In Scotland, the food movement is pushing to establish agroecology – that is the science of sustainable farming - as the underlying principle of farming and fishing. If adopted this approach would significantly lower Scotland’s direct production of greenhouse gas emissions. The Plenty report further suggests measuring and setting targets for Scotland’s consumption emissions, recognising that imported food (and livestock feed and other agricultural inputs) generates emissions elsewhere.

The only certainty is uncertainty

Canada may have to contend with unpredictable President Trump as a neighbour, but Scotland is dealing with Brexit – the decision of the UK to leave the EU – that has now triggered a snap general election in June 2017, which is highly likely to be followed by a second Scottish independence referendum. Nourish Scotland campaigned to remain in the EU on the basis that in terms of the food system it was better on balance for people, the environment and the economy. Scotland agreed but the overall vote across the UK was to leave.

According to Peter Ritchie the silver lining is the opportunity to start new conversations and make better policy:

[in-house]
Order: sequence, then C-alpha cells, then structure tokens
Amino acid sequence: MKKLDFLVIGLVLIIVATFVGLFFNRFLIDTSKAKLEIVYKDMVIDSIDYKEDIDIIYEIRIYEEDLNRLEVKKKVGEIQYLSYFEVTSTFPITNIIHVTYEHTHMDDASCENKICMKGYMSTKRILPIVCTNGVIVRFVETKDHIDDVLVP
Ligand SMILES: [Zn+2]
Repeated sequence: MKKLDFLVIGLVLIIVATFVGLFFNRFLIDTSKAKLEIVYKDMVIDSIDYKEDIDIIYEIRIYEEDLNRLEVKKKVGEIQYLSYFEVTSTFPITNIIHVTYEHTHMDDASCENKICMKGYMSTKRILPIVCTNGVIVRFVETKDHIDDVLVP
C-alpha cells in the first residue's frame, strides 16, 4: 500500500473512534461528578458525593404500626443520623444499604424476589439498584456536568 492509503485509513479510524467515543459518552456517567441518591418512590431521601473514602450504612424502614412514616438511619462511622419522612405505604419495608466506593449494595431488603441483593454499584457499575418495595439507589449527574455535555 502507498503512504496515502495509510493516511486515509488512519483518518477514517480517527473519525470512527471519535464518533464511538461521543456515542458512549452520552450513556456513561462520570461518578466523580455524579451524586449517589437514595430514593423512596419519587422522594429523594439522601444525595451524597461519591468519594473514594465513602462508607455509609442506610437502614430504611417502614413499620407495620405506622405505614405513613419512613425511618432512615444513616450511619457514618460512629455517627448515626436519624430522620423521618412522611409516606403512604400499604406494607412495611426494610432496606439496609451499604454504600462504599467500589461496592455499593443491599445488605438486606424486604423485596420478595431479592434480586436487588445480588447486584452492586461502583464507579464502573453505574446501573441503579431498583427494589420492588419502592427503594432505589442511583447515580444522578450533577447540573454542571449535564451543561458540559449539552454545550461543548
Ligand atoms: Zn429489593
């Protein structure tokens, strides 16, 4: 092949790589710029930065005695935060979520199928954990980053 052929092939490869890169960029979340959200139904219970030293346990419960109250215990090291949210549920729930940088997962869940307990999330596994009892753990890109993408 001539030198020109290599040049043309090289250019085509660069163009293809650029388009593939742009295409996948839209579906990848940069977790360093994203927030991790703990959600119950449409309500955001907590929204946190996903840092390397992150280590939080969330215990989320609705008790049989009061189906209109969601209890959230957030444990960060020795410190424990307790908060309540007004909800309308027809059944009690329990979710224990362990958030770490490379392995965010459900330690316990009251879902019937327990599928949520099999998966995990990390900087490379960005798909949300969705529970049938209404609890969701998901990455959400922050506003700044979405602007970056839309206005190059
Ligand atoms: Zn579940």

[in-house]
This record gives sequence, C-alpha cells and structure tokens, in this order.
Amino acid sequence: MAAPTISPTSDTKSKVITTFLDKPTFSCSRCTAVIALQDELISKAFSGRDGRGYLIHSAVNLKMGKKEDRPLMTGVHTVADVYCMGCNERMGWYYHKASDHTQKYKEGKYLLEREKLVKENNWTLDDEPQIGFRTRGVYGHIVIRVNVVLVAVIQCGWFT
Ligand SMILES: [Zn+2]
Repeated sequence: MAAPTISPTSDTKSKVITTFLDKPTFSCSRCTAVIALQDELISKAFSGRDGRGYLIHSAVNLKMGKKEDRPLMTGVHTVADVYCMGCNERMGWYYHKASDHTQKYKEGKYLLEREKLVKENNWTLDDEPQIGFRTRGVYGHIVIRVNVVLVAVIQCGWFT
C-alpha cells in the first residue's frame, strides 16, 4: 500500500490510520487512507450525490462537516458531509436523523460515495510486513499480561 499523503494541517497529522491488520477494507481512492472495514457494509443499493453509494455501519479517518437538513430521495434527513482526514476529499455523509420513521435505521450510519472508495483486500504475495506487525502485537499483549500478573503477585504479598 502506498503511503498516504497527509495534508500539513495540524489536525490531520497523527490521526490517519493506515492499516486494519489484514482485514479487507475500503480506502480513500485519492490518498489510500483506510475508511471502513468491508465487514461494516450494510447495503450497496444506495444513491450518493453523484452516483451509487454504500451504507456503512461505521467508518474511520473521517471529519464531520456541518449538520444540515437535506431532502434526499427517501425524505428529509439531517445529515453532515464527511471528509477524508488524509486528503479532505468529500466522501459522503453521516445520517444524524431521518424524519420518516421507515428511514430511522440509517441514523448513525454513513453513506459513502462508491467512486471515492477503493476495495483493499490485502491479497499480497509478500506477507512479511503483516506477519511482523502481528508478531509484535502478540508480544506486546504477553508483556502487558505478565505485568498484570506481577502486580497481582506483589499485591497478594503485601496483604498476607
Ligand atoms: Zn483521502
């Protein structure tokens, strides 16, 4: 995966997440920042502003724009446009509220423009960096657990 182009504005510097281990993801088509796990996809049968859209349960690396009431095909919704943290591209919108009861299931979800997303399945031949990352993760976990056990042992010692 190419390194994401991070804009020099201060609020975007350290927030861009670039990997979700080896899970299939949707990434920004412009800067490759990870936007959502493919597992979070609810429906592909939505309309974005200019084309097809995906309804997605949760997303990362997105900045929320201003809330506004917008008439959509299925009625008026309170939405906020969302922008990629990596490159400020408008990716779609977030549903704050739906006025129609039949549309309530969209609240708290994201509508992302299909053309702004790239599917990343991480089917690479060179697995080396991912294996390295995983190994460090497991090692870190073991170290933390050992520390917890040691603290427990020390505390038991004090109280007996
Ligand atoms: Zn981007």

“It would be great if the space opened up by Brexit could create fairer food and farming policies across the whole UK.  For a year or two, the public will be interested.  So civil society needs to set out not just a tweak to the subsidy system or an ask on food labelling: but a new framework for legislation and governance, replacing the 1947 productivist UK Agriculture Act with a Sustainable Food Act. In coming months Nourish will be campaigning for an ambitious and effective Good Food Nation bill.”

Food Secure Canada wishes them every success.

Susan Alexander is a communications specialist, currently putting down roots in the Montreal food movement.

* Thanks to Peter Ritchie and Olga Bloemen of Nourish Scotland for their background information and briefing.